Discordant Neighbours: A Reassessment of the Georgian-Abkhazian and Georgian-South Ossetian Conflicts


The 2008 Georgian-Russian war focused the world’s attention on the Caucasus. South Ossetia and Abkhazia had been de facto independent since the early 1990s. However, Russia’s granting of recognition on 26 August 2008 changed regional dynamics.

The Caucasus is one of the most ethnically diverse areas on earth, and the conflicts examined here present their own complexities. This book sets the issues in their historical and political contexts and discusses potential future problems.

This volume is distinguished from others devoted to the same themes by the extensive use the author (a Georgian specialist) makes of Georgian sources, inaccessible to most commentators. His translated citations thus cast a unique and revealing light on the interethnic relations that have fuelled these conflicts.

Prices from (excl. shipping):

Add to Cart
B. George Hewitt, Ph.D. (1982) in Linguistics, University of Cambridge, FBA, is Professor of Caucasian Languages at SOAS (London University). He has published widely on Georgian and other Caucasian languages (notably Abkhaz) and has written extensively on the Georgian-Abkhazian conflict.
Plan of the Book
Note on Transcription
Chapter One: Introduction
Peoples and their Languages; Non-Caucasian Peoples and Languages of the Caucasus;
Caucasian Peoples and Languages; North West Caucasian; South Caucasian/
Kartvelian; Nakh-Daghestanian; States; Georgia (in Georgian sakartvelo); Abkhazia
(in Abkhaz Apsny); South Ossetia (in Ossetic Xussar Iryston).
Chapter Two: History
Greeks Colonise the Eastern Black Sea Coast; The Roman Period; The Abkhazian
Kingdom and Dynastic Union with Georgian-speaking Lands; Breakup of the
Mediaeval Georgian Kingdom; Post-Mongol Abkhazia; Mediaeval Ossetians;
Turkish and Persian Encroachment; Russia’s Encroachment and Tsarist Rule;
Georgia’s Attention Turns towards Abkhazia; Beginnings of Mingrelianisation;
Post-Revolutionary Abkhazia and Independent (Menshevik) Georgia; South Ossetians
under the Mensheviks Georgia’s 1921 Menshevik Constitution and Loss of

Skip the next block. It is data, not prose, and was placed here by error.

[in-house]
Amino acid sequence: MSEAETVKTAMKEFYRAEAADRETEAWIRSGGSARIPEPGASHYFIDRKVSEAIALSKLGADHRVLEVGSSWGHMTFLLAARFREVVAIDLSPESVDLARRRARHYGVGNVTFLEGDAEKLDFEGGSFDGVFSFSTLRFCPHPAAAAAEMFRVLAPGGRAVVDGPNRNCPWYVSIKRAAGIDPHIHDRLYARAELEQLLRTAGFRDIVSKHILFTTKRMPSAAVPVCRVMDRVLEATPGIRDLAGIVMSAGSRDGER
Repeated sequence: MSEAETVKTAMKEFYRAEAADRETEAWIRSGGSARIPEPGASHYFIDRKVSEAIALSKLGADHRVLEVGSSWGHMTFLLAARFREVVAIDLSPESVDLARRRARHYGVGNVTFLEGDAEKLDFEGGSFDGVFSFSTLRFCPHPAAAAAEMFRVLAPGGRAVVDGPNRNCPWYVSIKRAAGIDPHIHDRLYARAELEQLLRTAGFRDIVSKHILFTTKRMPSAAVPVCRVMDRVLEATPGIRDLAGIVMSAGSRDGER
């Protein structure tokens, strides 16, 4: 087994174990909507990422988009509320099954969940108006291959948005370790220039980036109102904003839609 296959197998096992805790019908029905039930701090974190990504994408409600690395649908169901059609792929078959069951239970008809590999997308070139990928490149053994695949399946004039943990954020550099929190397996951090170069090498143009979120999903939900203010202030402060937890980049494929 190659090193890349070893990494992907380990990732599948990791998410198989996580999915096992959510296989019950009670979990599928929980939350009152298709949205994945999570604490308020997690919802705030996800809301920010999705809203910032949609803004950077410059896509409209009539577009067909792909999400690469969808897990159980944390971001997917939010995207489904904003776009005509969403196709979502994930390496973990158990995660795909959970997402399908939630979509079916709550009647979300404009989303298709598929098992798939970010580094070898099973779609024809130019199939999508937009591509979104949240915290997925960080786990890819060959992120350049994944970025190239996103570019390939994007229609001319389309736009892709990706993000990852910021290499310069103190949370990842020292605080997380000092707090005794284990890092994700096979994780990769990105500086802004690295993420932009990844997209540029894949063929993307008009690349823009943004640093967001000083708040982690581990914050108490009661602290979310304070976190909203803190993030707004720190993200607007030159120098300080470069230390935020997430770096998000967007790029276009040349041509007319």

Independence; Abkhazia’s Status 1921-1931; Creation of the South Ossetian
Autonomous Region (1922); Death of Nestor Lakoba and Implementation of Stalin’s
Nationality Policy; Deportations: Actual or Threatened; Genesis of the ‘Ingoroq’va
Hypothesis’; Abkhazians Start to Voice their Grievances; Summation of the Period
Chapter Three: Perestrojka, Glasnost' and the Road to War in Georgia
Georgian Dissidents Take Advantage of Glasnost'; Results of Glasnost' in Abkhazia
and South Ossetia; The ‘Abkhazian Letter’; Georgia’s Draft Language-Law;
Reason for Ingoroq’va’s Non-election to the Georgian Academy; Tit-for-tat
Exchanges Begin in the Press; The ‘Lykhny Declaration’ (Abkhazia) and the
Reaction; The 9th-April Tragedy (Tbilisi); Anti-Abkhazian Agitation Intensifies;
Revival of the ‘Ingoroq’va Hypothesis’ (and Variants); The ‘War of Linguists and
Historians’; Moves to Open a Branch of Tbilisi State University in Sukhum;
Georgia Experiences its First Fatal Inter-ethnic Clashes; Tensions Rise Even
Further After the July Deaths; Andrej Sakharov’s ‘Mini-empires’ and Inevitable
Backlash; Viktor Popkov’s Corrective; Death of K’ost’ava. Attention Shifts to South
Ossetia; New Leadership for Abkhazia’s National Movement; Tbilisi Sets Out
Towards Independence and the Reaction in Abkhazia and South Ossetia;
Restoration of Abkhazia’s Republican Status of the 1920s and Tbilisi’s Reaction;
South Ossetia Moves to Raise its Status; New Union Treaty Proposed in Moscow;
Gamsakhurdia Becomes Supreme Soviet Chairman. Moscow’s Reaction and 1st War
in South Ossetia; Gorbachëv’s 17th-March 1991 Referendum for Reshaping the Union;
Gamsakhurdia and Yeltsin Gain their Respective Presidencies, and Gorbachëv’s Fall;
South Ossetia Rescinds its Compromise Offer; New Electoral Law in Abkhazia;
USSR Disintegrates and USA Recognises Georgia; Gamsakhurdia Overthrown and